Europe PP availability tightens, buyers face hikes

11 April 2014 13:06 Source:ICIS News

Focus article by Linda Naylor.

LONDON (ICIS)--Polypropylene (PP) buyers in Europe are under pressure to pay higher prices in April as availability tightens, but resistance is strong and the extent of increase depends largely on the starting-point of discussions, sources said on Friday.

“PP pricing has been a challenge this month,” admitted a large buyer. “I was hoping to get away with plus €10/tonne but for the moment my suppliers are still talking plus €25-30 [/tonne].”

Such an increase has not been commonly discussed, and several buyers said they have concluded the month at a €10/tonne increase, in line with the hike in the April propylene contract price.

“We started the month at plus €10/tonne,” said one producer, “but now we are at plus €20.”

Increases above €20/tonne were seen as rare, and were thought to be only offered at accounts where the price level was already very low.

A couple of copolymer buyers were still discussing monthly business below €1,300/tonne FD (free delivered) NWE (northwest Europe), but with regular homopolymer injection net pricing at €1,250-1,300/tonne this was clearly below market levels, and upward pressure at such accounts is strong.

PP availability has been tightening as the month has progressed, mainly on tight propylene and better-than-excepted demand.

“This is the strongest month on record for the second month in a row,” said a producer.

“Availability is not so good, it’s still quite tight,” said one large buyer. "Not so many spot opportunities, for big volumes at least, but so far we are fulfilling all our needs.”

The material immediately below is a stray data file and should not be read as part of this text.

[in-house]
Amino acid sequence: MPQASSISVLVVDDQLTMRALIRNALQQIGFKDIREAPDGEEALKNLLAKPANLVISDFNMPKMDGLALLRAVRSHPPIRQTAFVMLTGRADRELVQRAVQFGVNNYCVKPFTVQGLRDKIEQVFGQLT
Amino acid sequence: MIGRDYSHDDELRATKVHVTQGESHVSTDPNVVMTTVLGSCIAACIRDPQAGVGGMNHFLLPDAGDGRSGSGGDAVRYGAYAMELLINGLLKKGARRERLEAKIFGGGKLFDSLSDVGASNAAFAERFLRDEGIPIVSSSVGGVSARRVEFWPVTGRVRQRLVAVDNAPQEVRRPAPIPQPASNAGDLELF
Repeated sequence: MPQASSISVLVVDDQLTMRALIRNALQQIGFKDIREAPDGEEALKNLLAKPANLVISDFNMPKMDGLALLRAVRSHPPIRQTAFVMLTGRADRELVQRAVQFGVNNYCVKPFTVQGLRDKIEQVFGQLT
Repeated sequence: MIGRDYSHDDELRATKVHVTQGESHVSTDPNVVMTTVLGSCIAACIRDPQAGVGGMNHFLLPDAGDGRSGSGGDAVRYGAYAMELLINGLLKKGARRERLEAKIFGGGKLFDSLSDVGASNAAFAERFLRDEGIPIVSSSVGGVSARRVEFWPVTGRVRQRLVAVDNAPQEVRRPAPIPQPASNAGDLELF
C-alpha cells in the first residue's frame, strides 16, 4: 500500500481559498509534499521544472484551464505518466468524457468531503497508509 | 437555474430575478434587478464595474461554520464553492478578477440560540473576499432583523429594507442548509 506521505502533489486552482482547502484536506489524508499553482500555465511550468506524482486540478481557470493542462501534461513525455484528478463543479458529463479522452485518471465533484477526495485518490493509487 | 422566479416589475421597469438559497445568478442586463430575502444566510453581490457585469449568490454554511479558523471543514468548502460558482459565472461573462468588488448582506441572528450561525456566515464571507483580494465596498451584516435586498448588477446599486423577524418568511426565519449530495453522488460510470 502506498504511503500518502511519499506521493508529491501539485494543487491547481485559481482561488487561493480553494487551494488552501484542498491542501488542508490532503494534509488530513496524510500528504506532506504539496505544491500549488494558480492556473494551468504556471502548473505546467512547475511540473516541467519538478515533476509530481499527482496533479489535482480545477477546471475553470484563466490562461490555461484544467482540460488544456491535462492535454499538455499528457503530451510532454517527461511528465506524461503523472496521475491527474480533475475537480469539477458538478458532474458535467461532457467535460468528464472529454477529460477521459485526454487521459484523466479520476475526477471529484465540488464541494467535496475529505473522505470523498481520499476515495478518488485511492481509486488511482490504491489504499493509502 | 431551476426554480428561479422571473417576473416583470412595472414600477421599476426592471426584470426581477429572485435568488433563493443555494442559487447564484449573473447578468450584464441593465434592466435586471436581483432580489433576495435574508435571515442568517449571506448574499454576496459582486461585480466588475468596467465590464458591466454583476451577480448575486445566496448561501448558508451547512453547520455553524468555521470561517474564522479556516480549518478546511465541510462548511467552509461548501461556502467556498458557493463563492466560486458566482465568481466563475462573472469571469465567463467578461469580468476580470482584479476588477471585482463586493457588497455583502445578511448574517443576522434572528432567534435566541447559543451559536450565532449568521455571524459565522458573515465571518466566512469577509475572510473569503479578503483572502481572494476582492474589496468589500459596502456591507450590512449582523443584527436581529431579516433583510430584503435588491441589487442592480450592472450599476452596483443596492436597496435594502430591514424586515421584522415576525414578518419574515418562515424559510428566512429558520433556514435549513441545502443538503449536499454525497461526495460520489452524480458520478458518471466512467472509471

“We are not stopping [producing] for Easter, but [our] raw material [stocks] are at the limit of being safe,” it added.

The market was still described as tight, with little excess supply, but not short.

A dearth of imports is contributing to the tightness in the PP market. An increase in duty from GCC countries, from 3% to 6.5% on 1 January 2014 meant that imports increased in volume at the end of 2013 and were sold into the European market in January and February, with availability dwindling into March. Some sources expected more imports by June, as Europe strengthens.

Several importers had found it hard to recover the 3.5 percentage point increase in duty, and preferred Asian destinations to European.

Many players are now focussing their attention on May, and where the next propylene contract might fall.

Spot propylene prices are talked above the contract, leading to expectations of a higher contract in May. Some sources have suggested that tightness in the propylene market could remain throughout 2104.

PP is used widely in packaging and the manufacture of household goods, and also in the automotive industry.

By Linda Naylor